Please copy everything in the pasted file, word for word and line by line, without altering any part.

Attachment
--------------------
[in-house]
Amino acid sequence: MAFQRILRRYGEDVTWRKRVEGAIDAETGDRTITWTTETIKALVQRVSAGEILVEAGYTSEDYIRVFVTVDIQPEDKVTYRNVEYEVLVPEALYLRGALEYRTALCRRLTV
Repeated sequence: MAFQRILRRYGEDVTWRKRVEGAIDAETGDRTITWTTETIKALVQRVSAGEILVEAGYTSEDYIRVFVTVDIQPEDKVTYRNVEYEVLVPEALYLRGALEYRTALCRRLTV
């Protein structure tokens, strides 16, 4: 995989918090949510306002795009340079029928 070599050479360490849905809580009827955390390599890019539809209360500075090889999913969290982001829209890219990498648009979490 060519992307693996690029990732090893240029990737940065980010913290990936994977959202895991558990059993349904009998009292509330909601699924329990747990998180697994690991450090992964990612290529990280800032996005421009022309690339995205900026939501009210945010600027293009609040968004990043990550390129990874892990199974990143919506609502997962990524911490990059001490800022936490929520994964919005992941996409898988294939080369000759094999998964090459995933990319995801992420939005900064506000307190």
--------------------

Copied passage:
[in-house]
Amino acid sequence: MAFQRILRRYGEDVTWRKRVEGAIDAETGDRTITWTTETIKALVQRVSAGEILVEAGYTSEDYIRVFVTVDIQPEDKVTYRNVEYEVLVPEALYLRGALEYRTALCRRLTV
Repeated sequence: MAFQRILRRYGEDVTWRKRVEGAIDAETGDRTITWTTETIKALVQRVSAGEILVEAGYTSEDYIRVFVTVDIQPEDKVTYRNVEYEVLVPEALYLRGALEYRTALCRRLTV
């Protein structure tokens, strides 16, 4: 995989918090949510306002795009340079029928 070599050479360490849905809580009827955390390599890019539809209360500075090889999913969290982001829209890219990498648009979490 060519992307693996690029990732090893240029990737940065980010913290990936994977959202895991558990059993349904009998009292509330909601699924329990747990998180697994690991450090992964990612290529990280800032996005421009022309690339995205900026939501009210945010600027293009609040968004990043990550390129990874892990199974990143919506609502997962990524911490990059001490800022936490929520994964919005992941996409898988294939080369000759094999998964090459995933990319995801992420939005900064506000307190």